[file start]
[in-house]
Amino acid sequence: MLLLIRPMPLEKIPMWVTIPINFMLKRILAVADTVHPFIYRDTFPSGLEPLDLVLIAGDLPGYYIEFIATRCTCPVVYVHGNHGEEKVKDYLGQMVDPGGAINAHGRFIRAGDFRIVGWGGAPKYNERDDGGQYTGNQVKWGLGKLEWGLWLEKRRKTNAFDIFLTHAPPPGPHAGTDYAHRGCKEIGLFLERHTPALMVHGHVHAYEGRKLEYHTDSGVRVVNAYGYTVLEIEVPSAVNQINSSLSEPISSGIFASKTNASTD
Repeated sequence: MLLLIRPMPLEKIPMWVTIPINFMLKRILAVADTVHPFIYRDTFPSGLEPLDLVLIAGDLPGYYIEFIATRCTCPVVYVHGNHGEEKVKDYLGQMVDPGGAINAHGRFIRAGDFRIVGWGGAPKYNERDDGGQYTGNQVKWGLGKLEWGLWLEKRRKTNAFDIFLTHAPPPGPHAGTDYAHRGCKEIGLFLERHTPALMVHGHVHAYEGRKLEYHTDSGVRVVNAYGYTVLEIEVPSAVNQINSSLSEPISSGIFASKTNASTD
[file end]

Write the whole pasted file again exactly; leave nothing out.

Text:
[in-house]
Amino acid sequence: MLLLIRPMPLEKIPMWVTIPINFMLKRILAVADTVHPFIYRDTFPSGLEPLDLVLIAGDLPGYYIEFIATRCTCPVVYVHGNHGEEKVKDYLGQMVDPGGAINAHGRFIRAGDFRIVGWGGAPKYNERDDGGQYTGNQVKWGLGKLEWGLWLEKRRKTNAFDIFLTHAPPPGPHAGTDYAHRGCKEIGLFLERHTPALMVHGHVHAYEGRKLEYHTDSGVRVVNAYGYTVLEIEVPSAVNQINSSLSEPISSGIFASKTNASTD
Repeated sequence: MLLLIRPMPLEKIPMWVTIPINFMLKRILAVADTVHPFIYRDTFPSGLEPLDLVLIAGDLPGYYIEFIATRCTCPVVYVHGNHGEEKVKDYLGQMVDPGGAINAHGRFIRAGDFRIVGWGGAPKYNERDDGGQYTGNQVKWGLGKLEWGLWLEKRRKTNAFDIFLTHAPPPGPHAGTDYAHRGCKEIGLFLERHTPALMVHGHVHAYEGRKLEYHTDSGVRVVNAYGYTVLEIEVPSAVNQINSSLSEPISSGIFASKTNASTD